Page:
More effectively targeting an audience isn’t the only reason to work around the gallery system, Witwitzka says. In Sweden, galleries charge a 50-60% commission on the sale of every piece. North American galleries aren’t much different. By finding other ways to get her work in front of buyers, she keeps a larger percentage of the price.
Witwitzka spends a lot of time on image-based social media sites like Pinterest. She also attends a lot of conferences, meetings, and trade shows to connect with people, businesses and charities that resonate with her message.
Trade shows in particular are a great place to find potential customers, she says. Although attendees often aren’t ready to buy paintings on the spot, they’ll readily submit an email address in exchange for a chance to win a prize. Witwitzka then follows up with them later (she learned that and other tricks from Owen Garratt’s Marketing Tools for Artists, another training site she recommends highly).
She doesn’t avoid galleries altogether, however. They’re great for exposure, she explains, and they save a lot of time and effort. “They are important for me, but I do not rely on them solely and that creates a wave, and energy, of me being successful, strong and independent that they want to be a part of,” she says.
Then, instead of having to chase after them, she can let them come to her.
5. Strike a balance between commissioned and non-commissioned work.
Witwitzka says about 1/3 of her paintings are commissioned, and requests are increasing. Still, she says, “It’s very important for me to keep painting my own work, so to speak, because I’m finding that becomes completely the basis for commissions. [Clients] see what I can do, they fall in love with something, and then they want their own version.”
Her practice of Vedic Art (in which Witwitzka offers her own online courses) helps her stay true to herself and prevents her from allowing clients to derail the creative process, she says.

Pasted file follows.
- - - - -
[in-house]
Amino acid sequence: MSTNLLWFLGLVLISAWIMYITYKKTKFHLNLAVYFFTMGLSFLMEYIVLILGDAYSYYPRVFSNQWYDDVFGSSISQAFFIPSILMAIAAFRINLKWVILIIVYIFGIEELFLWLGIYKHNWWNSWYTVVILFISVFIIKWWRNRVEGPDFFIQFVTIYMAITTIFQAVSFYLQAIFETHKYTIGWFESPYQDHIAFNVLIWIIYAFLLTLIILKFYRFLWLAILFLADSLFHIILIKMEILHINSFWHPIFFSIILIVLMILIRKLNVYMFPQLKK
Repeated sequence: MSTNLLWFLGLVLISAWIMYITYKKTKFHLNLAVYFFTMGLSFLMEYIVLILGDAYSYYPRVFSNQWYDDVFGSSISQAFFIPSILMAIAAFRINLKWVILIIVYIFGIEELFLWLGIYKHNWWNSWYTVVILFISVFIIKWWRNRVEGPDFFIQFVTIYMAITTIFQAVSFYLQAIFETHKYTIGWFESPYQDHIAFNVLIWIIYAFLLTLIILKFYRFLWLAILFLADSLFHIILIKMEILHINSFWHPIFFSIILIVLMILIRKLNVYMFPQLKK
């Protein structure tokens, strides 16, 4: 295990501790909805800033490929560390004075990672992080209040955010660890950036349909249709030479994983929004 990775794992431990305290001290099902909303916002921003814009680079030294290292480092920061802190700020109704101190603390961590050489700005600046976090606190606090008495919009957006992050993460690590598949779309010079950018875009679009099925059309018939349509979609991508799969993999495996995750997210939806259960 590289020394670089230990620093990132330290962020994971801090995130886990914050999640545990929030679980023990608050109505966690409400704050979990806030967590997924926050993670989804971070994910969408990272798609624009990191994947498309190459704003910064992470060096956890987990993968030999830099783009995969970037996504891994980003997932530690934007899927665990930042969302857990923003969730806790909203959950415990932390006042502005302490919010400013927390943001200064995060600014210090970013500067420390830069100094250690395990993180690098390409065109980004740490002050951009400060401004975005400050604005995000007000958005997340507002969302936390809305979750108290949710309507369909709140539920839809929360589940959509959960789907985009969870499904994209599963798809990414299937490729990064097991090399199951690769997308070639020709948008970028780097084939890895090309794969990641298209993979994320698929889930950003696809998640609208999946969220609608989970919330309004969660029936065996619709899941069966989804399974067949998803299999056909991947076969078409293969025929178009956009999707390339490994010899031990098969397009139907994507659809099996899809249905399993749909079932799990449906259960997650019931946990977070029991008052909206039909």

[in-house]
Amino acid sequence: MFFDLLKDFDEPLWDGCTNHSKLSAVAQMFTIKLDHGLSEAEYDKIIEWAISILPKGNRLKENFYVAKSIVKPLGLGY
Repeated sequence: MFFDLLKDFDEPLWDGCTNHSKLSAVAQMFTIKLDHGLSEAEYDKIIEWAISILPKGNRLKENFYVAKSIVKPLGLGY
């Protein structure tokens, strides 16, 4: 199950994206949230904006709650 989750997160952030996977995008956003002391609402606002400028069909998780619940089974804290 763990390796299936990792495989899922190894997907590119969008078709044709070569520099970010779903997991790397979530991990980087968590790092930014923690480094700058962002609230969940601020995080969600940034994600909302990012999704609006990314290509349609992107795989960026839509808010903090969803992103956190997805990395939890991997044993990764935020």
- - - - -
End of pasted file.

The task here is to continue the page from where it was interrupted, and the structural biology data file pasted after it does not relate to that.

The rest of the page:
She also finds it helpful to reference her own paintings when consulting with buyers before starting commissioned pieces. That way, they know what they’re in for.
6. Do it now.
Witwitzka says procrastination is an artist’s worst enemy. “Work with what you have right now,” she advises.
“There is no use in waiting. Surround yourself with people who will cheer you on and believe in you. Find teachers and communities online that teach you the skills you do not have. Spend every day listening to a webinar, reading a book, getting inspired.
The most common trap is that we think we cannot do it. We end up being in the way of ourselves. The world is waiting to receive your gift, so start believing in it and start sharing! Your tribe is out there and they will let you know that what you are doing is important, fantastic and worthwhile!”
What about you, Reader? Have you ever tried to sell your art? How did it go? Share your stories in the comments.
Featured Image: painting by Ania Witwitzka, “The Sun in My Eyes”.
*Full disclosure: After experiencing Witwitzka’s enthusiasm for creativelive.com, I checked out the site and was so impressed by it I signed up to be an affiliate. That means I get a small commission if anyone buys a course after clicking a link on my blog. I’m cool with that, because the courses really do look awesome.
PS: I’m currently writing an eBook, Practical Creativity: A Step-by-Step Guide. If you’d like me to send you a sample chapter when it’s done, subscribe to my blog for free.